Americans believe that non-governmental entities provide a significant amount. The Development Assistance Committee of the Organization for Economic Cooperation and Development performed a cross-county analysis on nongovernmental development assistance and estimated that the US contributes about $3 billion a year. This raises total US developmental assistance from 0.15% of gross national product to 0.18% of gross national product, still leaving the United States dead last in the list of donor countries.
Sachs advocates bankruptcy for nations as well as human beings and corporations. He found it ironic that Russia and R.H. Macy & Company, the famous department store, suspended debt servicing in February 1992. US bankruptcy laws gave Macy’s protection from their creditors and gave them a new start, which benefited both Macy’s and the creditors. Russia and the creditors would have been better off had bankruptcy negotiations taken place. A combination of rationality and mercy would be a major benefit to the destitute people in nations where people make less than a dollar a day.
Other than the magnitude and dependability of the effort what does Sachs offer that is different than business as usual? He calls for local participation in the planning and execution of the projects, training of the poor countries’ public sector measurable benchmarks, audits and monitoring.
To reduce corruption, Sachs would “…improve the functioning of public administration, not by moralizing and finger pointing but by the installation of computer systems, published accounts, job training and upgrading, higher pay for senior managers so they do not have to live off bribes and side payments, continued support for the government’s already major efforts to improve the judicial system, empowerment of local villages to oversee the provision of public services, and some humility on the part of the donors.” Remember Enron and those provisions in foreign aid that cater to powerful political interests in donor countries and not to raising living standards.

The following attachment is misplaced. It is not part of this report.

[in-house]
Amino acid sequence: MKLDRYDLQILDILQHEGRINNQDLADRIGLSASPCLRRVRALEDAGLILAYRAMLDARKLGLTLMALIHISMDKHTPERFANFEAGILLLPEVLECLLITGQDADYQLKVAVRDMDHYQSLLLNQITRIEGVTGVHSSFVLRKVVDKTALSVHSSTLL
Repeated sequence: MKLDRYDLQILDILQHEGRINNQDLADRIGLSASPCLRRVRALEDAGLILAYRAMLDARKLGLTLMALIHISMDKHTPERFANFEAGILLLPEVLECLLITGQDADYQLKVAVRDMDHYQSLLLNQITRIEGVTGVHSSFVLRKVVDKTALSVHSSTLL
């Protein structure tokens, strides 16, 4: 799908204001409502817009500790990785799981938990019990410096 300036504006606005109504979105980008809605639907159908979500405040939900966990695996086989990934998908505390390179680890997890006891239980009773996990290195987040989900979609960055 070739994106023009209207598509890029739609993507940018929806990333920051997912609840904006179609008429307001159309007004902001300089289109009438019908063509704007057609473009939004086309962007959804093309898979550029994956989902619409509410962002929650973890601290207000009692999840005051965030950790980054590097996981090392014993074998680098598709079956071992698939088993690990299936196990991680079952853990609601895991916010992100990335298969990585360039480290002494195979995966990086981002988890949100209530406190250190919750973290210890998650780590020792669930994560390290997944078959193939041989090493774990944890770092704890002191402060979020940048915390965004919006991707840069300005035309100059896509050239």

The US share of the worldwide effort could be financed by a five percent surcharge of incomes above $200,000, which would generate about $40 billion in 2004 dollars.
Houston based companies, which have or can hire people who know the language and culture of poor countries, make products or services that will raise living standards by using mostly local labor and material and produce environmentally friendly products, will do well in this endeavor. This will be a long haul operation spread over 20 years that will be remembered as a universal human achievement similar to the abolition of slavery, the establishment of the Bill of Rights and the fall of the Berlin Wall. Should one of the “social justice” Cardinals become our new Pope, the anti-poverty process will break loose at breathtaking speed.
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Copyright © 2005 Ed O'Rourke, P.C.
Last modified: 04/19/2007